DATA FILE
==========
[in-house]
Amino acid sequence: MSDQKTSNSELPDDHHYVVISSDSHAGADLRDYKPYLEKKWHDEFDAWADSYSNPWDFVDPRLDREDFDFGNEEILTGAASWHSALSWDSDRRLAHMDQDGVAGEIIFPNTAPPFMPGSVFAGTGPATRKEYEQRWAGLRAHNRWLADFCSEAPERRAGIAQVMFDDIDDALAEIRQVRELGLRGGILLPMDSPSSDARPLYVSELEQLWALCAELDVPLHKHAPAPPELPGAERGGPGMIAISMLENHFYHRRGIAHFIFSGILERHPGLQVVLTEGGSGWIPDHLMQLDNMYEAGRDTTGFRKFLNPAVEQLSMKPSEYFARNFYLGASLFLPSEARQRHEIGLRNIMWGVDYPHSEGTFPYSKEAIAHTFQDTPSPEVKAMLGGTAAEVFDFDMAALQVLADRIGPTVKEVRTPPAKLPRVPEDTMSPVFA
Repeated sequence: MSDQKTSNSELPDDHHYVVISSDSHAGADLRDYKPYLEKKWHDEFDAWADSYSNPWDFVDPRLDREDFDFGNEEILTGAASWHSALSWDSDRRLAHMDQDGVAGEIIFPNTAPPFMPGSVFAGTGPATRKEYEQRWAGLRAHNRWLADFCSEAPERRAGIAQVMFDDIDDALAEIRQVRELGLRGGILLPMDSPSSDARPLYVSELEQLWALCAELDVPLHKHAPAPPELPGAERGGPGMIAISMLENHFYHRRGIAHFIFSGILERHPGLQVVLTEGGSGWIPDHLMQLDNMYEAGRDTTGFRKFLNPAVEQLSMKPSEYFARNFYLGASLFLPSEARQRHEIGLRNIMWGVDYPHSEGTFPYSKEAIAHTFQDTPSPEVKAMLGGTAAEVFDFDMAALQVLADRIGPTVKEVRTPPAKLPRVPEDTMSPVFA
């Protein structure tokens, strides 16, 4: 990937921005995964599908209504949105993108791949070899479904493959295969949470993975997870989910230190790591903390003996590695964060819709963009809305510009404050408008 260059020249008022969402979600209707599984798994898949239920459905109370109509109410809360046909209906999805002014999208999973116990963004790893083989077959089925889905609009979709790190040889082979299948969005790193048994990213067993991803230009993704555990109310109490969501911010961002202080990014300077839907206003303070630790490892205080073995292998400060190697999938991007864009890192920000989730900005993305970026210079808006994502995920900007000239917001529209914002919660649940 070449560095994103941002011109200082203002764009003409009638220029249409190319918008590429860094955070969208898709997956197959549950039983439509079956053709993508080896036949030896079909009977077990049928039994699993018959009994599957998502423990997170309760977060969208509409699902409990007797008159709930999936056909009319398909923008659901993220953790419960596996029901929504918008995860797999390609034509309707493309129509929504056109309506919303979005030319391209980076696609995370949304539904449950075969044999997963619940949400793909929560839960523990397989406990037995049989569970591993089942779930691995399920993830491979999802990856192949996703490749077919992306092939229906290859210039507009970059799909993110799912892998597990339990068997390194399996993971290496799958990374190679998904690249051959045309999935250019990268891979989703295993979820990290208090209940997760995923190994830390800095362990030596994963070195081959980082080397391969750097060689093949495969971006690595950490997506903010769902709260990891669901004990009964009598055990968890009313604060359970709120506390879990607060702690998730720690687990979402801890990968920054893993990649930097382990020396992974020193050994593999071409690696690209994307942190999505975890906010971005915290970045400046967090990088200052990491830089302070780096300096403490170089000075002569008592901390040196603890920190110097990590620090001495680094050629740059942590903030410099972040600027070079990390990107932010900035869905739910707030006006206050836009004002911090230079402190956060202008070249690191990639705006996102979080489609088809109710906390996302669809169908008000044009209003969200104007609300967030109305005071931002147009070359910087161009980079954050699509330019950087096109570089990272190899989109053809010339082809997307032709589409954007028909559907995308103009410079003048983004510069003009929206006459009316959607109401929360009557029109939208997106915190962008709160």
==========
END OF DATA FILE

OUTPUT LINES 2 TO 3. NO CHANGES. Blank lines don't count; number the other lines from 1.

Amino acid sequence: MSDQKTSNSELPDDHHYVVISSDSHAGADLRDYKPYLEKKWHDEFDAWADSYSNPWDFVDPRLDREDFDFGNEEILTGAASWHSALSWDSDRRLAHMDQDGVAGEIIFPNTAPPFMPGSVFAGTGPATRKEYEQRWAGLRAHNRWLADFCSEAPERRAGIAQVMFDDIDDALAEIRQVRELGLRGGILLPMDSPSSDARPLYVSELEQLWALCAELDVPLHKHAPAPPELPGAERGGPGMIAISMLENHFYHRRGIAHFIFSGILERHPGLQVVLTEGGSGWIPDHLMQLDNMYEAGRDTTGFRKFLNPAVEQLSMKPSEYFARNFYLGASLFLPSEARQRHEIGLRNIMWGVDYPHSEGTFPYSKEAIAHTFQDTPSPEVKAMLGGTAAEVFDFDMAALQVLADRIGPTVKEVRTPPAKLPRVPEDTMSPVFA
Repeated sequence: MSDQKTSNSELPDDHHYVVISSDSHAGADLRDYKPYLEKKWHDEFDAWADSYSNPWDFVDPRLDREDFDFGNEEILTGAASWHSALSWDSDRRLAHMDQDGVAGEIIFPNTAPPFMPGSVFAGTGPATRKEYEQRWAGLRAHNRWLADFCSEAPERRAGIAQVMFDDIDDALAEIRQVRELGLRGGILLPMDSPSSDARPLYVSELEQLWALCAELDVPLHKHAPAPPELPGAERGGPGMIAISMLENHFYHRRGIAHFIFSGILERHPGLQVVLTEGGSGWIPDHLMQLDNMYEAGRDTTGFRKFLNPAVEQLSMKPSEYFARNFYLGASLFLPSEARQRHEIGLRNIMWGVDYPHSEGTFPYSKEAIAHTFQDTPSPEVKAMLGGTAAEVFDFDMAALQVLADRIGPTVKEVRTPPAKLPRVPEDTMSPVFA